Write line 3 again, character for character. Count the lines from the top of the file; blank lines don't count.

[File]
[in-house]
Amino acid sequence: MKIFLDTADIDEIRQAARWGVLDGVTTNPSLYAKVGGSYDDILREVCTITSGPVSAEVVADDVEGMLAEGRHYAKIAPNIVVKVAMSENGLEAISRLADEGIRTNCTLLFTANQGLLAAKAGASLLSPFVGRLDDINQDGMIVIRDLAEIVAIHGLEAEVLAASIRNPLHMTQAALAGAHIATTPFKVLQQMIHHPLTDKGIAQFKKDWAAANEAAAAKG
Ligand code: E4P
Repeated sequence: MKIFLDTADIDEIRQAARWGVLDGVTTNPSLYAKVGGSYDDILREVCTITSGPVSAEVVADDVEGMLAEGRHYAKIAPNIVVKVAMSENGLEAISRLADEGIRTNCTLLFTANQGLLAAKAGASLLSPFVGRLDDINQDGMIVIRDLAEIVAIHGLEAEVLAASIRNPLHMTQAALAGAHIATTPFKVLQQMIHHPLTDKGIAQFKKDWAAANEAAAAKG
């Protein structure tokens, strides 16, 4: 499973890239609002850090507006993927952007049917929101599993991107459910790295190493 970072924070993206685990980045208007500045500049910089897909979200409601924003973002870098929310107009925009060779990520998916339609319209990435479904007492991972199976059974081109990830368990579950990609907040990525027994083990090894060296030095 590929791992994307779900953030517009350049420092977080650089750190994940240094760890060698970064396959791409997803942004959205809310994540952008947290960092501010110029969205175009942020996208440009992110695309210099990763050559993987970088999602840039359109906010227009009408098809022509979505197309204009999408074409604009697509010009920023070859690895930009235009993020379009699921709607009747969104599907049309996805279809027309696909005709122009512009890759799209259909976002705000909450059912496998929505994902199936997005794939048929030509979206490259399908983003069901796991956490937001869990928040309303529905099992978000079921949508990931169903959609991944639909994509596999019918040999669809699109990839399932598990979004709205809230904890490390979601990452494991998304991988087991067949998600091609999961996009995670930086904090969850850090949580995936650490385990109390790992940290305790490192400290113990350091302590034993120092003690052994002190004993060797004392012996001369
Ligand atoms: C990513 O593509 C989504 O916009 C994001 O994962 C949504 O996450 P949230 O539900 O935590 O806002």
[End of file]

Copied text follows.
Ligand code: E4P